November 28, 2014


Lorain proposal increases inspectors’ authority

LORAIN — The city’s fight against blight may get more ammunition.

A proposed ordinance scheduled to go before the City Council on Monday would allow building and housing inspectors to become special auxiliary police officers. The approximately 60-officer auxiliary police force would be allowed to issue minor misdemeanor citations for housing-code or quality-of-life violations, such as cars parked on lawns or littering.

Lorain has five building inspectors and three housing inspectors. Building inspectors, who primarily do commercial inspections as well as point-of-sale inspections, are certified by the state.

Building inspectors primarily conduct interior inspections and are state certified. Housing inspectors primarily do exterior inspections and have less certification.

Lorain’s foreclosure rate was one in 812 homes in June, according to Realty Trac, a real estate website. That’s down from recent months, but the city still is feeling the effect of the national foreclosure crisis, which began in 2007, exacerbating blight.

Mayor Chase Ritenauer, who made the proposal, has made blight reduction a high priority since taking office in 2012. About 200 vacant homes have been demolished, thousands of housing code citations have been issued and point-of-sale inspections began in January to discourage property flipping and speculators.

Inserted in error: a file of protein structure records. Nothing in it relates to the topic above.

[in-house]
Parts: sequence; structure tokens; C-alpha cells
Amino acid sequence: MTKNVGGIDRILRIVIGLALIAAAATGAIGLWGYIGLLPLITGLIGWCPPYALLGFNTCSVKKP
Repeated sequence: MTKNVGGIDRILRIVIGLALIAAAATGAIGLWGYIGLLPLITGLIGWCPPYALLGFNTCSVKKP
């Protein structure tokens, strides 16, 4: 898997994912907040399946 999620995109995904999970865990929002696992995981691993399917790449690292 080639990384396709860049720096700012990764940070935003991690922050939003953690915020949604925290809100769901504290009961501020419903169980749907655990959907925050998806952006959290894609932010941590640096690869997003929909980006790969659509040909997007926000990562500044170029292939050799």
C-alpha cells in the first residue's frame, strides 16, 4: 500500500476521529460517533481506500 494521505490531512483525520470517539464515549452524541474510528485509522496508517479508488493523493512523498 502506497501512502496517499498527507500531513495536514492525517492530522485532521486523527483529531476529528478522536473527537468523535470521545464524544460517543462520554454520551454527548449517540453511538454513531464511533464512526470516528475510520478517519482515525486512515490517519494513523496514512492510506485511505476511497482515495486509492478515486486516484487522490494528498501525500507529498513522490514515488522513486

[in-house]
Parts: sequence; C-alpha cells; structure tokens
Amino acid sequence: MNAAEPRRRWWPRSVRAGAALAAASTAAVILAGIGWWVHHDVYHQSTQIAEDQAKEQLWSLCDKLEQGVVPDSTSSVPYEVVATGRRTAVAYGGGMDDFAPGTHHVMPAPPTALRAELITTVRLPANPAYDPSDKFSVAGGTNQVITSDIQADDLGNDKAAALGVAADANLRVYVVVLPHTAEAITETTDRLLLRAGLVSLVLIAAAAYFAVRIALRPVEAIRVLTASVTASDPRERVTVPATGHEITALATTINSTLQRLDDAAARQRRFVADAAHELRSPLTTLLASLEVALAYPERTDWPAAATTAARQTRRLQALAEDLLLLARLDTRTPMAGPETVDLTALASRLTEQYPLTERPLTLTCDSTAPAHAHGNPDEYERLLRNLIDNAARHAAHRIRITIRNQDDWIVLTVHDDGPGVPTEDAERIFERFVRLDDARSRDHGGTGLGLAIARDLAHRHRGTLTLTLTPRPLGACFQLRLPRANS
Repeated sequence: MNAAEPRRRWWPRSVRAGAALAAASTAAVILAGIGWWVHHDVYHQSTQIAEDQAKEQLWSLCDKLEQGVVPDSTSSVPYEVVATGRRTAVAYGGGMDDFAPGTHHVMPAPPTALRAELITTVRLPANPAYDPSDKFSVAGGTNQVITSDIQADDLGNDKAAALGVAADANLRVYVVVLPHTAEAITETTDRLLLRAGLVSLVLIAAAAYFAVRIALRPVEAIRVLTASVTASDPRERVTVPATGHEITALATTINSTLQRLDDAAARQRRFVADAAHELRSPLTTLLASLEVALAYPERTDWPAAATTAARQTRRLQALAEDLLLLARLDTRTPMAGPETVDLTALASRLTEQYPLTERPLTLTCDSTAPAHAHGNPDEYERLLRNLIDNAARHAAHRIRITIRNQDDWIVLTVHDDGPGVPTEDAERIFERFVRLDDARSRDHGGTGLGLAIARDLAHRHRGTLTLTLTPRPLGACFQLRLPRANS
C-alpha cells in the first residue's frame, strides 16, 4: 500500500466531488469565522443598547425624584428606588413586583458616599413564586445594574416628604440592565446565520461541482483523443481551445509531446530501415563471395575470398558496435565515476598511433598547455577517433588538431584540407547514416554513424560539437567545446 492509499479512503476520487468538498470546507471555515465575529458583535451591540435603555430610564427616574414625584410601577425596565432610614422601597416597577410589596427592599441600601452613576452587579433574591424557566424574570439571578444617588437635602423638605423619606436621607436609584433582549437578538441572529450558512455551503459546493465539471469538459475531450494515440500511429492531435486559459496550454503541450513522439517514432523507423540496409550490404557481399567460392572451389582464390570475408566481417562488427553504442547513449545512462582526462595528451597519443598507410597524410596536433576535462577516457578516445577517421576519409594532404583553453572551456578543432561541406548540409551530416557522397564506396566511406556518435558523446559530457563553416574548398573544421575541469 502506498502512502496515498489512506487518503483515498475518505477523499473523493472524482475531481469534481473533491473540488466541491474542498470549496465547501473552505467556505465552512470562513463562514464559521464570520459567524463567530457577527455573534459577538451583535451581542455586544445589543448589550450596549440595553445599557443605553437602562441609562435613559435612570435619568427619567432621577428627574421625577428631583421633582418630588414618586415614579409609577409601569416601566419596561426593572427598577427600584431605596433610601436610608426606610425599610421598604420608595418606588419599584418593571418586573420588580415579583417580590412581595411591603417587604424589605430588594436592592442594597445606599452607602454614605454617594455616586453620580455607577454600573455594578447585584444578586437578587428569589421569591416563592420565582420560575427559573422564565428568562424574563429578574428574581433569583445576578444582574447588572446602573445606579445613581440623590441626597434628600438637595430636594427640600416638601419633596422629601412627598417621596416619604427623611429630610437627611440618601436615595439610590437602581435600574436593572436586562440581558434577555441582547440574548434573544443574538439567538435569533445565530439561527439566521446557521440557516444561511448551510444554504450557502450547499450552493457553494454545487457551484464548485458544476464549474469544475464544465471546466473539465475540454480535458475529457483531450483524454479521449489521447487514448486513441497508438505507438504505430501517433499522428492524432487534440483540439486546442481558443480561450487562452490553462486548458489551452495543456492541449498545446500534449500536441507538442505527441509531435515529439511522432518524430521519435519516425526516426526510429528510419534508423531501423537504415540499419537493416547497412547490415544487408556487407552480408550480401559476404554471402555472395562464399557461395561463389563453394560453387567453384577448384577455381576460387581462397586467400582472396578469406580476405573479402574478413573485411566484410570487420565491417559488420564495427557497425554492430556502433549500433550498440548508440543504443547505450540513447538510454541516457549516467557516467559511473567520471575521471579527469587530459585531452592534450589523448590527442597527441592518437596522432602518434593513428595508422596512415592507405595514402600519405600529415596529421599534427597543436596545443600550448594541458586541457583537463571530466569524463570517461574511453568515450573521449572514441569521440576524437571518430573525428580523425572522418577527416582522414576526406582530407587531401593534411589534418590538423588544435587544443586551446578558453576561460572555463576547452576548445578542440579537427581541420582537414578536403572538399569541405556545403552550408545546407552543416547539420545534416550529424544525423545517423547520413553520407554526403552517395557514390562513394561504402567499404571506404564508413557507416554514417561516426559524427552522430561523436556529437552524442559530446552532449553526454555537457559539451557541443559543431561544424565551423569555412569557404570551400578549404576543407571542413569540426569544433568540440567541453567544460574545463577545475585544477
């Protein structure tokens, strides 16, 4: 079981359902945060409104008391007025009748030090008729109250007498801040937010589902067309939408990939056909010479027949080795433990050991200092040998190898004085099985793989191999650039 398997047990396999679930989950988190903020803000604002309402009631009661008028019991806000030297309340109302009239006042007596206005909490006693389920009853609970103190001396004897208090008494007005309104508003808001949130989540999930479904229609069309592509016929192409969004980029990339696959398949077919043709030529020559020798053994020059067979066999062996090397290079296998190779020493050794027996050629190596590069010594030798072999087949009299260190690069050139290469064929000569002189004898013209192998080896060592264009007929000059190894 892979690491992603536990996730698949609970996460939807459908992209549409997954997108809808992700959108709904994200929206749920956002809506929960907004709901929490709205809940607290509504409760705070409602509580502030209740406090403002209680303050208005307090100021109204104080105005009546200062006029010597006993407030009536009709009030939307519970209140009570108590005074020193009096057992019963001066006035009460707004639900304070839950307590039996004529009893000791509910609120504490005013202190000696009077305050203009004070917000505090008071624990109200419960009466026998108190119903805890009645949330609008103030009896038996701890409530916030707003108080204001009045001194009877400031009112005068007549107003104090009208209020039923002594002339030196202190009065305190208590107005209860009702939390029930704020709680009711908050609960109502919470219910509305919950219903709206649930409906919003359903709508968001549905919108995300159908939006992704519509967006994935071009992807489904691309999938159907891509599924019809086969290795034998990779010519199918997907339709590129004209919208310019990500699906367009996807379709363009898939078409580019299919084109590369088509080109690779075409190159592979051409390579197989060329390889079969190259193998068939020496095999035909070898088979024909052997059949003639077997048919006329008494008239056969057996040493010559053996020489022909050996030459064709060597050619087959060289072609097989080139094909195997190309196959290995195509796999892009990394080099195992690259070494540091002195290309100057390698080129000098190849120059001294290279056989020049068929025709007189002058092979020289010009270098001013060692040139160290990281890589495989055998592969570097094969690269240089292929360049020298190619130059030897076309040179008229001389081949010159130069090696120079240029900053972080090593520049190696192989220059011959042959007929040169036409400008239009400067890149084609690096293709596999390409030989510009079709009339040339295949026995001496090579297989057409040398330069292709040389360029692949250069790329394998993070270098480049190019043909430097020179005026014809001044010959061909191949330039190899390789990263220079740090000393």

Ritenauer said Thursday that the proposal would make inspectors more proactive and is similar to powers Parma inspectors have. He said it would eliminate them having to wait for police to issue citations.

“It expands the number of people who can be actively in our neighborhoods enforcing property maintenance codes,” Ritenauer said. “It speeds up the process. Hopefully, it allows for quicker resolution.”

Contact Evan Goodenow at 329-7129 Follow him on Twitter at @egoodenowct.

  • Sis Delish

    This sound like a wonderful Job… how much does it Pay?

  • therest_ofthestory

    Big brother…..smh

  • GreatRedeemer

    How is that building with the hairnet on it to catch cruumbling bricks coming.

    • stillsleepyeyes

      it’s still standing with no violations against it……………….just like the cities service garage that is literally falling down around the workers ………..

      • Sis Delish

        Let the RoverFest attendees have at it.

    • oldruss

      The Broadway Building, owned, I believe, by Tony Giardini’s number one client, Alan Spitzer and Great Lakes Ltd.
      If it was anyone else, the building inspectors would have had the owner into court and ordered demolition of that building years ago.

  • givemeabreak1234

    You are kidding me right? Really have we become a Nazi invaded state? What is next we have to show papers for walking down the street. This city is a joke! I can’t believe we spend our tax dollars for this cr@p.

  • cali corn ya

    If people didn’t have to drive so far back and forth to work every day because of lack of jobs the city leaders failed to bring in. The money people spend in gas can go to paint and repair jobs on thier homes.unless your a lucky one and have in family member in cityhall and have a city job like an inspector or something.